Story: Feature film

Once were warriors, 1994

This film is a long way from the romantic visions of Māori society produced in the early years of New Zealand cinema. Jake the Muss (an explosive Temuera Morrison) is the hardest man in his grim South Auckland neighbourhood. His family suffer a series of traumas at the hands of Jake and his associates (notably a sleazy Cliff Curtis). Directed by Lee Tamahori, and adapted from Alan Duff's novel, the film's brutal hyper-realism stirred controversy among both Māori and Pākehā. Yet it launched Tamahori's Hollywood directing career and pulled in audiences both locally and worldwide, becoming New Zealand's highest-grossing film to that date. Watch this short documentary on the making of Once were warriors.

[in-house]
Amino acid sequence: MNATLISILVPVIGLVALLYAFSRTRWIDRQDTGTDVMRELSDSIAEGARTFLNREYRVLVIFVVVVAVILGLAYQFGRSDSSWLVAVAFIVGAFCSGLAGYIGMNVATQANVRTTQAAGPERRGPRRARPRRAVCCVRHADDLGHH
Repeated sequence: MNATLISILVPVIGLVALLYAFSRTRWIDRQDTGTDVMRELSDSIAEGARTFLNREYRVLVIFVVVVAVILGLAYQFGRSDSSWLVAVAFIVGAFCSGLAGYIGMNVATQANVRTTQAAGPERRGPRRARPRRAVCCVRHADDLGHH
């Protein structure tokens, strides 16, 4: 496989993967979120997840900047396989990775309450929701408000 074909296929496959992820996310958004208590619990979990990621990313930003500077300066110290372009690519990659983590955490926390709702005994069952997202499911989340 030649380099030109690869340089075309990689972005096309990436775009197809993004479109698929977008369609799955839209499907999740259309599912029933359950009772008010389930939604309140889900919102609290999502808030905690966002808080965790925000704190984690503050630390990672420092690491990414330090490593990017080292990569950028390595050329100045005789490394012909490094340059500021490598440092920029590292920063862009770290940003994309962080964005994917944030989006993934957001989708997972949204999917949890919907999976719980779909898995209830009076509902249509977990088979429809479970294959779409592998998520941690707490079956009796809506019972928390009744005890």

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NZ On Screen
Reference: Once were warriors - behind the scenes. Producer, Robin Scholes; director, Lee Tamahori; writer, Riwia Brown. Communicado, 1994.

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How to cite this page:

Helen Martin, 'Feature film - The 1990s: deregulation, accolades and a maturing industry', Te Ara - the Encyclopedia of New Zealand, (accessed 25 June 2024)

Story by Helen Martin, published 22 Oct 2014, reviewed & revised 21 May 2024 with assistance from Emma-Jean Kelly